There’s a story on CNN about how women can get ahead in the workplace. I especially like rules 1 and 8:
1. Quit thinking the workplace is fair
[…] The reality is that gender matters, says professor Sheila Wellington, who teaches the course “Women in Business Leadership” at New York University’s Stern School of Business.
She says one of the most common mistakes women make is believing the playing field is equal. “They have it in their minds that it doesn’t matter if I’m a woman.”
By acknowledging the barriers ahead such as the difficulties of reintegrating into the work force after having a child, women can better plan their careers. Wellington also pointed out some managers still believe women may not work as hard or put in as many hours. A woman can overcome this assumption by putting herself forward and offering to do more work.
8. The way you look and talk matters
Your attire and speaking skills affect how others perceive you, and it’s nothing personal.
Author and psychologist Lois P. Frankel says company cultures may vary, but proper workplace etiquette is essential for landing the next big job. Frankel advises young women to look to how successful senior female managers dress and emulate that style.
When women communicate, they should stick with simple but confident sentences. The more words used, the softer the message sounds, Frankel says. Women can also practice short speeches at home to help push their main ideas to the beginning.
Maybe you think the workplace ought to be more fair. It doesn’t matter what you think. So you have to work harder to prove yourself? Do it. If you care about the job, why wouldn’t you? But I especially like the last point about looks (and language). Please, girls, do yourselves a favour and dress for the office, not the club. Showing too much skin (even when you’re really good looking) hurts your career prospects. When in doubt, cover that cleavage a bit… (hint: if we can see all the way down to your bra without effort when you bend forward a little bit, your shirt is too revealing).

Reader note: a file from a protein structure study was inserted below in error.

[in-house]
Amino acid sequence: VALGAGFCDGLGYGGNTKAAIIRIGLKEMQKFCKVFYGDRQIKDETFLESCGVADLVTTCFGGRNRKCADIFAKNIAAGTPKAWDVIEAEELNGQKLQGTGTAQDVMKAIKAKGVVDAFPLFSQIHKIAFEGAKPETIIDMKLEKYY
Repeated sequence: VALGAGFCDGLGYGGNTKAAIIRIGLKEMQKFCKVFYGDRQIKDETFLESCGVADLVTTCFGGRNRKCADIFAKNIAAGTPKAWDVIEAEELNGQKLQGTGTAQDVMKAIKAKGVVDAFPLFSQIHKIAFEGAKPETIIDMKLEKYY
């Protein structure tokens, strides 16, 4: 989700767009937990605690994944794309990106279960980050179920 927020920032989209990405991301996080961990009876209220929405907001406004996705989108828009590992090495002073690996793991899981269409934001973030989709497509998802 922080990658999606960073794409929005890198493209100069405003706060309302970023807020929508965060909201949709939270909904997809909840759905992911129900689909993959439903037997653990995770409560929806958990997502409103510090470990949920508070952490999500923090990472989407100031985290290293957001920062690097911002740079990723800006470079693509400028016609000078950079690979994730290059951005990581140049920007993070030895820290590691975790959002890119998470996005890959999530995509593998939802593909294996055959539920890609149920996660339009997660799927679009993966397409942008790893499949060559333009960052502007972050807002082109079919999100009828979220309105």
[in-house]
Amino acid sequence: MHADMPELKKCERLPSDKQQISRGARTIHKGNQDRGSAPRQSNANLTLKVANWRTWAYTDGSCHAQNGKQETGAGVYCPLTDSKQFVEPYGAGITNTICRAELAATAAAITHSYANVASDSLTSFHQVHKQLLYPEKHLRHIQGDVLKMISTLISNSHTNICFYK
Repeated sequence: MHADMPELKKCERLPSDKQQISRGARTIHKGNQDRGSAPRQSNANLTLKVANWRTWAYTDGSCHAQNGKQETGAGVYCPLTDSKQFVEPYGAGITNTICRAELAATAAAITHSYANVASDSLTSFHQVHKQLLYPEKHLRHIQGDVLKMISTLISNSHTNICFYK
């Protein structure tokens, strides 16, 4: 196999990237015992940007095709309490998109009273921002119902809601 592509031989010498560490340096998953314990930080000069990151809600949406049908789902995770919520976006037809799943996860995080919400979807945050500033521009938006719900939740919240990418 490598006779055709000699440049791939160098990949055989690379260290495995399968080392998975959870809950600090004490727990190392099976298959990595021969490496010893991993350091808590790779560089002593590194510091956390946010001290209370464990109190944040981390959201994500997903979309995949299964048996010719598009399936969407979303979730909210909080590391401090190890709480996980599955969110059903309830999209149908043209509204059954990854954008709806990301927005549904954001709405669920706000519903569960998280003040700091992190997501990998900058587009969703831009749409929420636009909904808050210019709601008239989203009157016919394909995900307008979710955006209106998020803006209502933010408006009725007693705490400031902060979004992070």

The other points are worth reading, too.
Véronique adds: I especially liked 4. Don’t ever, ever cry at work. My husband ran a company with only men for about 6 years before a couple of women joined their ranks and he was floored by the hand-holding he had to do (figuratively speaking of course). Ladies, get a grip.
Andrea adds: I’ve been away, so I’m late adding this. Just wanted to say that I’ve had to “hold men’s hands” in the past too. Don’t mean to make this tit for tat, but it’s worth mentioning. Every person is different. Finally, though I have fortunately never cried at work (I have come dangerously close) I don’t think this is a cardinal sin, depending on how/why it happens. If a couple of tears fall and you ignore them and move ahead, I’d say that’s just fine. If you cry and expect people (your manager) to care, that’s a problem.by